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  1. #1
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    Disable Item in a Select (Combo) box

    Hello,

    I can't seem to find for the life of me, anywhere, as to how to disable and grey out an option in a select box.

    Let's say I have the following list:

    [DROP-DOWN MENU] id="fruits"
    Apples
    Oranges
    Bananas
    Mangos
    Strawberries
    Kiwis

    I would like to disable and grey out "Mangos"

    I have the following code, but it doesn't seem to work

    Code:
    document.getElementById('fruits').options['Mangos'].disabled = true
    Any ideas?

    Thanks for all of your help.

    Cheers,

    Jay

  • #2
    Senior Coder chump2877's Avatar
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    You could use the <optgroup> tag and style it to look disabled with CSS?...or you could generate a pseudo-select menu with JS/CSS made out of <div> tags and then customize the menu how ever you want it...

    Either way, you'd need to use some JS DOM manipulation and CSS to "enable" the "disabled" optgroup element or div tag...
    Regards, R.J.

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  • #3
    Senior Coder chump2877's Avatar
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    Also, you could see if there is a jQuery way to create a pseudo-select element that does what you want: https://www.google.com/search?client...w=1916&bih=915
    Regards, R.J.

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  • #4
    Senior Coder chump2877's Avatar
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    Here you go:

    Code:
    <!DOCTYPE html PUBLIC "-//W3C//DTD XHTML 1.0 Strict//EN"
            "http://www.w3.org/TR/xhtml1/DTD/xhtml1-strict.dtd">
    <html xmlns="http://www.w3.org/1999/xhtml">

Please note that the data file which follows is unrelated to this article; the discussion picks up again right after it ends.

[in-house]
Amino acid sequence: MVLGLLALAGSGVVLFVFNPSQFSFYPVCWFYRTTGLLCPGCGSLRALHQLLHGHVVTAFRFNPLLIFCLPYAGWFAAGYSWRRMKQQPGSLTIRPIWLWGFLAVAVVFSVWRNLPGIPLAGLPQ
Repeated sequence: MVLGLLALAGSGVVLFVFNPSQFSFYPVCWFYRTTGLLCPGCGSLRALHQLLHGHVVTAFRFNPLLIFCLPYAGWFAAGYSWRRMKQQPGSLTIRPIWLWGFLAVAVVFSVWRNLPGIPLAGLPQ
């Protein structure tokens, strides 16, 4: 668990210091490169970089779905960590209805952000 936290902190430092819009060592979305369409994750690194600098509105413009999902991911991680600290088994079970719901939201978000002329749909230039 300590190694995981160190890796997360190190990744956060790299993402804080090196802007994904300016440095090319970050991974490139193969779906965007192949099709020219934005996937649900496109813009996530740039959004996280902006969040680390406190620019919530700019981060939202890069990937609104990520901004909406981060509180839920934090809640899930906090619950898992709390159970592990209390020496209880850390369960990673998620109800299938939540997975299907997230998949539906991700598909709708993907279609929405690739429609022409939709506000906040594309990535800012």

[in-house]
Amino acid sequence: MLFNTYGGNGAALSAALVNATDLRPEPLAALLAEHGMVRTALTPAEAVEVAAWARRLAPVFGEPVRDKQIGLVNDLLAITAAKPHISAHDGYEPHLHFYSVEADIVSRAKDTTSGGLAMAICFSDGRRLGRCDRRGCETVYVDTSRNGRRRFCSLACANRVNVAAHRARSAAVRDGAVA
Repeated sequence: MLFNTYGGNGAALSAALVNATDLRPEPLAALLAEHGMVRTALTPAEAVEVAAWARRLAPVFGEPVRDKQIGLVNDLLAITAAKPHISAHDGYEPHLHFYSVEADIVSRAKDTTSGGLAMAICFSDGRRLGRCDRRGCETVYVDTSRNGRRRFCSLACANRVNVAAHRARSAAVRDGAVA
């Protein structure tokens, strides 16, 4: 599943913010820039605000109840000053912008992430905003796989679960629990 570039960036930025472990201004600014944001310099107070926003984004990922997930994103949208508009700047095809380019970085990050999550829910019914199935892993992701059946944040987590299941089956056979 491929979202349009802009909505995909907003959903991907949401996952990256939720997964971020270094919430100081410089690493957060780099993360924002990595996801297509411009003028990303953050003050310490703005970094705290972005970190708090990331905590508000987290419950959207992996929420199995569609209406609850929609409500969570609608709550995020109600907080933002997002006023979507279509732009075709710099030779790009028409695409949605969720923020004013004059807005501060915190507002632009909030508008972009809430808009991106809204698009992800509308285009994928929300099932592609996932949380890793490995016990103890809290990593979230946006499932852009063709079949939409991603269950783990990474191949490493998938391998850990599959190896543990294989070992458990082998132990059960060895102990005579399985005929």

<head>
    	<meta http-equiv="content-type" content="text/html;charset=iso-8859-1" />
    	<title>TITLE</title>
    	<script type="text/javascript" src="https://ajax.googleapis.com/ajax/libs/jquery/1.7.1/jquery.min.js"></script>
    	<script type="text/javascript">
    		$(document).ready(function(){
    			$("#fruits option[value=Mangos]").attr('disabled', true);
    			$("#fruits option[value=Mangos]").css("color", "#aaa");
    		});
    	</script>
    </head>
    <body>
    
    <select id="fruits">
    	<option value="Apples">Apples</option>
    	<option value="Oranges">Oranges</option>
    	<option value="Bananas">Bananas</option>
    	<option value="Mangos">Mangos</option>
    	<option value="Strawberries">Strawberries</option>
    	<option value="Kiwis">Kiwis</option>
    </select>
    
    </body>
    </html>
    jQuery does this for you without using any special kind of UI control....
    Regards, R.J.

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    jason_kelly (05-31-2012)

  • #5
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    Awesome!

    Thanks for everyones help.

    Being new to javascript and all, I would like to thank Chump very much for the simple jquery code.

    Works like a charm.

    Again,

    Thanks for everyones time and dedication on this question.

    Cheers and have an awesome evening

    Jay

  • #6
    Supreme Master coder! Old Pedant's Avatar
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    Chump's answer doesn't work in MSIE 7 or 8 (might not work in 9, not sure). Options simply can't be disabled in those browsers.

    There's a dirt simple way to do this:
    Code:
    <select onchange="if ( this.options[this.selectedIndex].style.backgroundColor != '') this.selectedIndex = 0;">